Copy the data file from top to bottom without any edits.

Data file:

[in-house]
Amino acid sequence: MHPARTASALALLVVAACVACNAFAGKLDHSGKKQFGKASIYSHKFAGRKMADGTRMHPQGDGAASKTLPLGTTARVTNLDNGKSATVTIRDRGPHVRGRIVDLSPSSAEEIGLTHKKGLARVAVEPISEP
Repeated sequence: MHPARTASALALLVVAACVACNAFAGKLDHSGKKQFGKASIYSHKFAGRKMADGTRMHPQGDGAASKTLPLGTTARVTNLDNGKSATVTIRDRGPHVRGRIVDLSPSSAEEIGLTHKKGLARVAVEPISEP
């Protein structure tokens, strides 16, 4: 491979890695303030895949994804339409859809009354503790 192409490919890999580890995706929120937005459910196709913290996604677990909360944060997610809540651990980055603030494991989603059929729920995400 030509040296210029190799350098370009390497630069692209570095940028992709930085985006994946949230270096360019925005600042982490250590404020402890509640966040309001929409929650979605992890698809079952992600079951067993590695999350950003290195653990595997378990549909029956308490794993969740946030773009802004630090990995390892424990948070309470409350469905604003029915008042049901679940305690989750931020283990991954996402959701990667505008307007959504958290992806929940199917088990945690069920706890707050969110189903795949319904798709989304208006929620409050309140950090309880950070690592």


[in-house]
Amino acid sequence: MHPARTASALALLVVAACVACNAFAGKLDHSGKKQFGKASIYSHKFAGRKMADGTRMHPQGDGAASKTLPLGTTARVTNLDNGKSATVTIRDRGPHVRGRIVDLSPSSAEEIGLTHKKGLARVAVEPISEP
Repeated sequence: MHPARTASALALLVVAACVACNAFAGKLDHSGKKQFGKASIYSHKFAGRKMADGTRMHPQGDGAASKTLPLGTTARVTNLDNGKSATVTIRDRGPHVRGRIVDLSPSSAEEIGLTHKKGLARVAVEPISEP
């Protein structure tokens, strides 16, 4: 491979890695303030895949994804339409859809009354503790 192409490919890999580890995706929120937005459910196709913290996604677990909360944060997610809540651990980055603030494991989603059929729920995400 030509040296210029190799350098370009390497630069692209570095940028992709930085985006994946949230270096360019925005600042982490250590404020402890509640966040309001929409929650979605992890698809079952992600079951067993590695999350950003290195653990595997378990549909029956308490794993969740946030773009802004630090990995390892424990948070309470409350469905604003029915008042049901679940305690989750931020283990991954996402959701990667505008307007959504958290992806929940199917088990945690069920706890707050969110189903795949319904798709989304208006929620409050309140950090309880950070690592």